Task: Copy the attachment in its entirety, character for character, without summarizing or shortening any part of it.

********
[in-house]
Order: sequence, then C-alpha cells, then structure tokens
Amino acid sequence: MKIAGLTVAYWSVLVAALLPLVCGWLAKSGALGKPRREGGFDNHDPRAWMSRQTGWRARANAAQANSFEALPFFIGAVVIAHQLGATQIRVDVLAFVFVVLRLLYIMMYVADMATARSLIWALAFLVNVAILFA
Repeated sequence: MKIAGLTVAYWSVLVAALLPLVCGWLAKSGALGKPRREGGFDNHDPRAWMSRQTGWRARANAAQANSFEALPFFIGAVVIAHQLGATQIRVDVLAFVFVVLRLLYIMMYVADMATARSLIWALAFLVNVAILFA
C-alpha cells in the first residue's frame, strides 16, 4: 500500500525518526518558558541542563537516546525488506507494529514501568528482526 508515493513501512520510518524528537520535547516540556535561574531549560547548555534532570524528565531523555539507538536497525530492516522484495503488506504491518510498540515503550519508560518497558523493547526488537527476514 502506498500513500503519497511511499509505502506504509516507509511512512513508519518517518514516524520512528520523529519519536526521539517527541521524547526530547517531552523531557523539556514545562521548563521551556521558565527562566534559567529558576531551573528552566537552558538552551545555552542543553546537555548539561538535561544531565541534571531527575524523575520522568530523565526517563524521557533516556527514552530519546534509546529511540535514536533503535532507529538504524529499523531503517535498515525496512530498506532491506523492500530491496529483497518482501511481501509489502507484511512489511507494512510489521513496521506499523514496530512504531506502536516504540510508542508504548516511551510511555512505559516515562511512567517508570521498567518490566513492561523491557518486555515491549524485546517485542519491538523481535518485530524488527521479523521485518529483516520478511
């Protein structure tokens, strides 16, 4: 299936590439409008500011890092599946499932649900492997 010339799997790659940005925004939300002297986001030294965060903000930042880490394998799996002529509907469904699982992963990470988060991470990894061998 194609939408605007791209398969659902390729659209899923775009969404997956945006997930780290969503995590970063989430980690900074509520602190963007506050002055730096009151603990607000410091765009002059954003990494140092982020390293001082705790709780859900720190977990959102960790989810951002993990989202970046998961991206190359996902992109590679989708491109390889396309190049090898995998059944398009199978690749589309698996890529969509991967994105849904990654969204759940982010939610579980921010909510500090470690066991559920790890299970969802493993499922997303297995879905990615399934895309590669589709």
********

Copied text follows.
[in-house]
Order: sequence, then C-alpha cells, then structure tokens
Amino acid sequence: MKIAGLTVAYWSVLVAALLPLVCGWLAKSGALGKPRREGGFDNHDPRAWMSRQTGWRARANAAQANSFEALPFFIGAVVIAHQLGATQIRVDVLAFVFVVLRLLYIMMYVADMATARSLIWALAFLVNVAILFA
Repeated sequence: MKIAGLTVAYWSVLVAALLPLVCGWLAKSGALGKPRREGGFDNHDPRAWMSRQTGWRARANAAQANSFEALPFFIGAVVIAHQLGATQIRVDVLAFVFVVLRLLYIMMYVADMATARSLIWALAFLVNVAILFA
C-alpha cells in the first residue's frame, strides 16, 4: 500500500525518526518558558541542563537516546525488506507494529514501568528482526 508515493513501512520510518524528537520535547516540556535561574531549560547548555534532570524528565531523555539507538536497525530492516522484495503488506504491518510498540515503550519508560518497558523493547526488537527476514 502506498500513500503519497511511499509505502506504509516507509511512512513508519518517518514516524520512528520523529519519536526521539517527541521524547526530547517531552523531557523539556514545562521548563521551556521558565527562566534559567529558576531551573528552566537552558538552551545555552542543553546537555548539561538535561544531565541534571531527575524523575520522568530523565526517563524521557533516556527514552530519546534509546529511540535514536533503535532507529538504524529499523531503517535498515525496512530498506532491506523492500530491496529483497518482501511481501509489502507484511512489511507494512510489521513496521506499523514496530512504531506502536516504540510508542508504548516511551510511555512505559516515562511512567517508570521498567518490566513492561523491557518486555515491549524485546517485542519491538523481535518485530524488527521479523521485518529483516520478511
């Protein structure tokens, strides 16, 4: 299936590439409008500011890092599946499932649900492997 010339799997790659940005925004939300002297986001030294965060903000930042880490394998799996002529509907469904699982992963990470988060991470990894061998 194609939408605007791209398969659902390729659209899923775009969404997956945006997930780290969503995590970063989430980690900074509520602190963007506050002055730096009151603990607000410091765009002059954003990494140092982020390293001082705790709780859900720190977990959102960790989810951002993990989202970046998961991206190359996902992109590679989708491109390889396309190049090898995998059944398009199978690749589309698996890529969509991967994105849904990654969204759940982010939610579980921010909510500090470690066991559920790890299970969802493993499922997303297995879905990615399934895309590669589709």